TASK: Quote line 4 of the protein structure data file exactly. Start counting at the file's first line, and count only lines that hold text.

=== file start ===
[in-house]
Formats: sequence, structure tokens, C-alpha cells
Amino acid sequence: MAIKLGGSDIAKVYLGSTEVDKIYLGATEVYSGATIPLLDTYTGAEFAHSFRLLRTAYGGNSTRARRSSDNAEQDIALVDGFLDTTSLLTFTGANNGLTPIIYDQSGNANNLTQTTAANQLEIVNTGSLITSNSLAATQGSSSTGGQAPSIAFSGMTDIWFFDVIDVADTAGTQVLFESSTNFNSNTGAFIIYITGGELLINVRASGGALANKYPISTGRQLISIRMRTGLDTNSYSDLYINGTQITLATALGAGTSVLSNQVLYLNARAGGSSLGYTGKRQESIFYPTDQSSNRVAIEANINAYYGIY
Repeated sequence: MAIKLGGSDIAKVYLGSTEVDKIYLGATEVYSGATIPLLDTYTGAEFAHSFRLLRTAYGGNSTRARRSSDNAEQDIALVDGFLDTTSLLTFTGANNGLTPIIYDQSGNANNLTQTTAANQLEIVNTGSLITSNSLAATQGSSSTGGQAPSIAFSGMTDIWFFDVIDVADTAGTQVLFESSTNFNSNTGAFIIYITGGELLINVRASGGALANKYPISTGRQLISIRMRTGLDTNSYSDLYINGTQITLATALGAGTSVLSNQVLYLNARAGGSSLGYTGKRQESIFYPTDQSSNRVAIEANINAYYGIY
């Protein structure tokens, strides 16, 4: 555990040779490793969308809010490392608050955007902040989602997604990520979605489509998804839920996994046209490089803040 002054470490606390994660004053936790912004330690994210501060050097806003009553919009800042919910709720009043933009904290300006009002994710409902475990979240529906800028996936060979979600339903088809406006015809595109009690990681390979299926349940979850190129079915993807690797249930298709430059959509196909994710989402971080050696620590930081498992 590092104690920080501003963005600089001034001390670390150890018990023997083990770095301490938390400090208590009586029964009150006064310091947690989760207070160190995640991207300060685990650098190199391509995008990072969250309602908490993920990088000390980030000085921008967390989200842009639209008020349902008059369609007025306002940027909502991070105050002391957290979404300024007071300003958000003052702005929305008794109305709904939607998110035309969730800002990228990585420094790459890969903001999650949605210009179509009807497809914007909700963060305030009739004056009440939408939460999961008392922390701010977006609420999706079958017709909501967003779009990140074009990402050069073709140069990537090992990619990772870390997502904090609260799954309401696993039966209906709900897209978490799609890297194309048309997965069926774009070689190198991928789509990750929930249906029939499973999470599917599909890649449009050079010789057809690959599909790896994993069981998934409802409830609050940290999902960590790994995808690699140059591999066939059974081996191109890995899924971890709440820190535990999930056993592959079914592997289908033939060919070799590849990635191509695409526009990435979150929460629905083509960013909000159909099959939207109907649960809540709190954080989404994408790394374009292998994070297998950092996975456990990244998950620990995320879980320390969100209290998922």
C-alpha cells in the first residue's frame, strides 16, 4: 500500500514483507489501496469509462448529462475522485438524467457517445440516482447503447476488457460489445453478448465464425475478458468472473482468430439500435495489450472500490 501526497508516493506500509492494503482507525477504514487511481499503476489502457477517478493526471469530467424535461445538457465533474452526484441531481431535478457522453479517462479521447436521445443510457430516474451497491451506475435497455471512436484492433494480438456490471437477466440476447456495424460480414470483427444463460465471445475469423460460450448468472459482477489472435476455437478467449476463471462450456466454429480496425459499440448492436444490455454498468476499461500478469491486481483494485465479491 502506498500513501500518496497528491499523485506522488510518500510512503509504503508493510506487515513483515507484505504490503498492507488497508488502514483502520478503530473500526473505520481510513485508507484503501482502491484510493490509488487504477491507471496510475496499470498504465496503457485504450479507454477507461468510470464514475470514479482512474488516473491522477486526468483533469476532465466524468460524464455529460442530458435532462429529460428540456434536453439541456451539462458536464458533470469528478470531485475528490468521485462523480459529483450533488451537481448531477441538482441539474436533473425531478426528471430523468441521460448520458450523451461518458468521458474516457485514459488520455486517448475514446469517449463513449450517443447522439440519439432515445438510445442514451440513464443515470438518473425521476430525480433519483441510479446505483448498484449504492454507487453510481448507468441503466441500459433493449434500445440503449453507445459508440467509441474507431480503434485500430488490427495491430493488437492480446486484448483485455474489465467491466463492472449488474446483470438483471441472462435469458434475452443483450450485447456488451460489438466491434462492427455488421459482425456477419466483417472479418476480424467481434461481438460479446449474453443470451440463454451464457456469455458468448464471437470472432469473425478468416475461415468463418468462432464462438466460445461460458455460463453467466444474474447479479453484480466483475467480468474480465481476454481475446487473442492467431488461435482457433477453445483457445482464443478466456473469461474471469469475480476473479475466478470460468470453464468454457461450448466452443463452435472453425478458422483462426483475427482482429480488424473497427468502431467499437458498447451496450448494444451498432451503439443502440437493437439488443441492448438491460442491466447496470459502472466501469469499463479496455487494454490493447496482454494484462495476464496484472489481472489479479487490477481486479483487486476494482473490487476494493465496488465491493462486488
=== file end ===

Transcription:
Repeated sequence: MAIKLGGSDIAKVYLGSTEVDKIYLGATEVYSGATIPLLDTYTGAEFAHSFRLLRTAYGGNSTRARRSSDNAEQDIALVDGFLDTTSLLTFTGANNGLTPIIYDQSGNANNLTQTTAANQLEIVNTGSLITSNSLAATQGSSSTGGQAPSIAFSGMTDIWFFDVIDVADTAGTQVLFESSTNFNSNTGAFIIYITGGELLINVRASGGALANKYPISTGRQLISIRMRTGLDTNSYSDLYINGTQITLATALGAGTSVLSNQVLYLNARAGGSSLGYTGKRQESIFYPTDQSSNRVAIEANINAYYGIY